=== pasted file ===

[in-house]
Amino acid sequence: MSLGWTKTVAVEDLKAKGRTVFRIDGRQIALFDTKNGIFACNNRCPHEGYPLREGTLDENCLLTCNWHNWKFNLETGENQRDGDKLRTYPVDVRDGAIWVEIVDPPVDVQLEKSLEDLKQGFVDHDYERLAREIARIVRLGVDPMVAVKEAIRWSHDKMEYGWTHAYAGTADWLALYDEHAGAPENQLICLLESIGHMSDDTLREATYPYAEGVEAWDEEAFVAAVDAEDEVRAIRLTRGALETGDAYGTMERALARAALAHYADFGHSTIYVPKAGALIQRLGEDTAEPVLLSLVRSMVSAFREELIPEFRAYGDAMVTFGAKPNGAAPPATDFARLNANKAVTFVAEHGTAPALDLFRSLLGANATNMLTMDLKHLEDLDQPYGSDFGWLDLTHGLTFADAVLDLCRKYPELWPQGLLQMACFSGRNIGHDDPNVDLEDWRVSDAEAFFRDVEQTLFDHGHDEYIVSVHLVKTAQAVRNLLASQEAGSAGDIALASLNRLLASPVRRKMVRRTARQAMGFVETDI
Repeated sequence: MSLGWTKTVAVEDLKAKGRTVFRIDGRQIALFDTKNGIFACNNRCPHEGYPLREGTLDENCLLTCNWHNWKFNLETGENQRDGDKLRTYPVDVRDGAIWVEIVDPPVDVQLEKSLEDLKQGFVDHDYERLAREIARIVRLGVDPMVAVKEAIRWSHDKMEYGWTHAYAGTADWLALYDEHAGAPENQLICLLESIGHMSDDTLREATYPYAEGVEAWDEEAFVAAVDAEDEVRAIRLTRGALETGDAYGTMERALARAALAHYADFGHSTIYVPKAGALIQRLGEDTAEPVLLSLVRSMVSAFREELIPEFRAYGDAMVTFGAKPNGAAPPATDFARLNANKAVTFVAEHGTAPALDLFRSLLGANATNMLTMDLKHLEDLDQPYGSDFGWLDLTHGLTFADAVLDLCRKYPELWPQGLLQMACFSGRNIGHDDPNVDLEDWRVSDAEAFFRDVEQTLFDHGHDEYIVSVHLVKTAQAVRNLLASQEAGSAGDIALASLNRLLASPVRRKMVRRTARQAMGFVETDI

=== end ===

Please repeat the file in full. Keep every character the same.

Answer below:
[in-house]
Amino acid sequence: MSLGWTKTVAVEDLKAKGRTVFRIDGRQIALFDTKNGIFACNNRCPHEGYPLREGTLDENCLLTCNWHNWKFNLETGENQRDGDKLRTYPVDVRDGAIWVEIVDPPVDVQLEKSLEDLKQGFVDHDYERLAREIARIVRLGVDPMVAVKEAIRWSHDKMEYGWTHAYAGTADWLALYDEHAGAPENQLICLLESIGHMSDDTLREATYPYAEGVEAWDEEAFVAAVDAEDEVRAIRLTRGALETGDAYGTMERALARAALAHYADFGHSTIYVPKAGALIQRLGEDTAEPVLLSLVRSMVSAFREELIPEFRAYGDAMVTFGAKPNGAAPPATDFARLNANKAVTFVAEHGTAPALDLFRSLLGANATNMLTMDLKHLEDLDQPYGSDFGWLDLTHGLTFADAVLDLCRKYPELWPQGLLQMACFSGRNIGHDDPNVDLEDWRVSDAEAFFRDVEQTLFDHGHDEYIVSVHLVKTAQAVRNLLASQEAGSAGDIALASLNRLLASPVRRKMVRRTARQAMGFVETDI
Repeated sequence: MSLGWTKTVAVEDLKAKGRTVFRIDGRQIALFDTKNGIFACNNRCPHEGYPLREGTLDENCLLTCNWHNWKFNLETGENQRDGDKLRTYPVDVRDGAIWVEIVDPPVDVQLEKSLEDLKQGFVDHDYERLAREIARIVRLGVDPMVAVKEAIRWSHDKMEYGWTHAYAGTADWLALYDEHAGAPENQLICLLESIGHMSDDTLREATYPYAEGVEAWDEEAFVAAVDAEDEVRAIRLTRGALETGDAYGTMERALARAALAHYADFGHSTIYVPKAGALIQRLGEDTAEPVLLSLVRSMVSAFREELIPEFRAYGDAMVTFGAKPNGAAPPATDFARLNANKAVTFVAEHGTAPALDLFRSLLGANATNMLTMDLKHLEDLDQPYGSDFGWLDLTHGLTFADAVLDLCRKYPELWPQGLLQMACFSGRNIGHDDPNVDLEDWRVSDAEAFFRDVEQTLFDHGHDEYIVSVHLVKTAQAVRNLLASQEAGSAGDIALASLNRLLASPVRRKMVRRTARQAMGFVETDI